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“I’m proud to be a female filmmaker,” Rose McGowan said Friday afternoon, after slipping into The Odeon during Jane Rosenthal’s remarks. The occasion was to celebrate the women in film participating in the TriBeCa Film Festival with a lunch, sponsored by Chanel for the first time, ahead of their annual dinner, set for Monday at Balthazar. “For a while I fought that title,” McGowan said. “But, yeah, I am different and that’s great.”

Guests including Katie Holmes, Judy Greer, Rachael Leigh Cook and Dree Hemingway passed between peony-topped tables, nibbling on french fries, oysters and steak and chatting all things women in film.

Holmes is due to make her directorial debut later Friday night when her film “All We Had” premieres; Greer stars in the film.

McGowan, who was on the Sloane jury at the festival, continued that the bulk of what goes on in Hollywood would cause shock to the masses. “The baseline problem starts with the fact that most writers are men,” she said. “I was just sent a script to direct and one of the introductions for a character was ‘Mary, 20, has a body and a face for partying’ — and this was considered a good script, fully financed and with distribution. It’s wild. You guys don’t get to see the disgusting things. This stuff is gnarly. People don’t realize how dark it is.”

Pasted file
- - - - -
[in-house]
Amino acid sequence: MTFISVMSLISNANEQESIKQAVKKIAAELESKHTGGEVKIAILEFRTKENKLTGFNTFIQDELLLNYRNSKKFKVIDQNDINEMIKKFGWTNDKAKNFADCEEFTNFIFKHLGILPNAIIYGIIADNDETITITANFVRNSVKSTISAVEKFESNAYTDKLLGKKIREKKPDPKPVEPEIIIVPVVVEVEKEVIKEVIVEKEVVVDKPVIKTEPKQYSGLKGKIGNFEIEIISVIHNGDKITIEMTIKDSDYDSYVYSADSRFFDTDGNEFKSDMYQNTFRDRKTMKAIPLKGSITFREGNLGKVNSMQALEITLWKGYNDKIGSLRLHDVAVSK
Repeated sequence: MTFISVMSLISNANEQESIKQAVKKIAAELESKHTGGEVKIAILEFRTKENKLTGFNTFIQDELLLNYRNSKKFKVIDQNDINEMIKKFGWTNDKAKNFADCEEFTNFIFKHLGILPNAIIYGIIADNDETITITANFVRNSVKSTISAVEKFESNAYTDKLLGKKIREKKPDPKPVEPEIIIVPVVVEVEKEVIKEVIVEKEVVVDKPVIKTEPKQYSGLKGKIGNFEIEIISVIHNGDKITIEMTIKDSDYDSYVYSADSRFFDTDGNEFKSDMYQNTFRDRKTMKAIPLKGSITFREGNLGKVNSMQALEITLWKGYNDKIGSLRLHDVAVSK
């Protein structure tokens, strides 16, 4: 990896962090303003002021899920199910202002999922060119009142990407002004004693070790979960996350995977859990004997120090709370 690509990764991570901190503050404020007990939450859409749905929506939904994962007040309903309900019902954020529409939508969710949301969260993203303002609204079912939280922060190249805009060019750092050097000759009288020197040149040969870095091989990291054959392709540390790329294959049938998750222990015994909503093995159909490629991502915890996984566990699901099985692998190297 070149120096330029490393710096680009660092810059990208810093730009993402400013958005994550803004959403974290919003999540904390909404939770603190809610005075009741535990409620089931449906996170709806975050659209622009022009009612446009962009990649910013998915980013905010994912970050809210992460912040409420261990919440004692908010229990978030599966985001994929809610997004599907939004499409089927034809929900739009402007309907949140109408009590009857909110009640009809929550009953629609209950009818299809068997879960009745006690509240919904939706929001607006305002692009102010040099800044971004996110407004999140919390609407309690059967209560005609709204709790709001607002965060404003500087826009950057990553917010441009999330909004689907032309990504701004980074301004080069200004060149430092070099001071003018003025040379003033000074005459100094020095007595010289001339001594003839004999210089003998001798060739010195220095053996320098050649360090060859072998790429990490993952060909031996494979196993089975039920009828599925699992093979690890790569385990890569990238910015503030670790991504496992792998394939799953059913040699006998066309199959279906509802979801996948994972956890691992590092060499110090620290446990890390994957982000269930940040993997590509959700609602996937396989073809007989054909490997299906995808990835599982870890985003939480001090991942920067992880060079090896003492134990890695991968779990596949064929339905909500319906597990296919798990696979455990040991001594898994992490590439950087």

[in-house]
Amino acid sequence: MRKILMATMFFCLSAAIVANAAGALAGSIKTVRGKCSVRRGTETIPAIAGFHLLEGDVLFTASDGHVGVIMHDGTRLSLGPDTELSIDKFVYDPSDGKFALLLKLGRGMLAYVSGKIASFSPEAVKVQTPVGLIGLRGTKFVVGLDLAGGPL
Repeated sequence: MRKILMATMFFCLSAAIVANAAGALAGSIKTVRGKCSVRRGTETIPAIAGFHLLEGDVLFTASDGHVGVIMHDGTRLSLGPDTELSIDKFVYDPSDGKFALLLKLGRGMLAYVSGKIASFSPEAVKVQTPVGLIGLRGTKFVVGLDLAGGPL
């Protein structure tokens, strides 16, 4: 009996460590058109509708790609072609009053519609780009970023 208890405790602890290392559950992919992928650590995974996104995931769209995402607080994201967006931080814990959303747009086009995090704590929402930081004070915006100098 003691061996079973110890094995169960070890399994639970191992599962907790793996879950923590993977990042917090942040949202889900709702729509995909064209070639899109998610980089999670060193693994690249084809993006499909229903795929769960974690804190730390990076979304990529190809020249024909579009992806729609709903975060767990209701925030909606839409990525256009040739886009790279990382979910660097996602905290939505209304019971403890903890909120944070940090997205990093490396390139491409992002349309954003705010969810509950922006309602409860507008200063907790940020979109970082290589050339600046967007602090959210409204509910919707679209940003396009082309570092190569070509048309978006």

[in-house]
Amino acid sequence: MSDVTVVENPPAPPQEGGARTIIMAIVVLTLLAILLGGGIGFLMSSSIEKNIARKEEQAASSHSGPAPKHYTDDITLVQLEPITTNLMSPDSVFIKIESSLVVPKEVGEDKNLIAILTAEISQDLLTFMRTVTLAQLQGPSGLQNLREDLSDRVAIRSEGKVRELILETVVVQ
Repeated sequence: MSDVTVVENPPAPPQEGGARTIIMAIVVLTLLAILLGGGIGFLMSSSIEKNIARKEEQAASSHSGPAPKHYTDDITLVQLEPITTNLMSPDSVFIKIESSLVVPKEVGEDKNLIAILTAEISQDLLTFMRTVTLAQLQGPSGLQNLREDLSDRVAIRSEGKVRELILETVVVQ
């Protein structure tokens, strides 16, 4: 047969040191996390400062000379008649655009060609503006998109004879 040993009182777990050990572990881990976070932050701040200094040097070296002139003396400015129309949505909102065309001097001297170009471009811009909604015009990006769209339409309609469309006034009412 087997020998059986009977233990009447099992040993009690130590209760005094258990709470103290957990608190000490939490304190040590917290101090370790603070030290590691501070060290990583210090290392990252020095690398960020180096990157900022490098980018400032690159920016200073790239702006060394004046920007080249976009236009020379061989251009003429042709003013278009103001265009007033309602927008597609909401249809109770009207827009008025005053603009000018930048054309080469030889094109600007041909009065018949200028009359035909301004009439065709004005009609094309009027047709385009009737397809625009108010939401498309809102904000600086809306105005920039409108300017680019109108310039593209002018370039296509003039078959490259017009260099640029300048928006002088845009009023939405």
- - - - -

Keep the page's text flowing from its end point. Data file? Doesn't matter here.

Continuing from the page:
On a lighter note, Rosenthal, the festival’s cofounder, spoke of how inspiring she’s found the lunch over the years. “We started doing the lunch 14 years ago because we realized there were so many women filmmakers and we wanted everybody to gather and to see the community that we all have and the resources that we have in one another,” she said. “My company is 80 percent women. We talk about this as a new subject but with TriBeCa we’ve always been about women’s voices. TriBeCa and diversity go hand in hand.”

When addressing the crowd later, she even threw in a little plug for Hillary Clinton — an appropriate occasion to do so, the audience seemed to think.

Topping Rosenthal’s list of female-made films bowing at the festival are “The Return,” “Adult Life Skills,” “Women Who Kill” and “All This Panic.”

Similarly excited about Ingrid Jungermann’s first feature, “Women Who Kill,” was Parker Hill, a 2015 graduate of film at NYU who is making her second appearance at TriBeCa with her film, “One Good Pitch.” “It’s kind of amazing to see so many amazingly impressive women in a room,” the director said. “Events like this, it’s so great to just see what other women are doing but also meet other women. I have a great network of filmmakers and not that many of them are women. And it’s great to meet more women who are doing what I want to do.”

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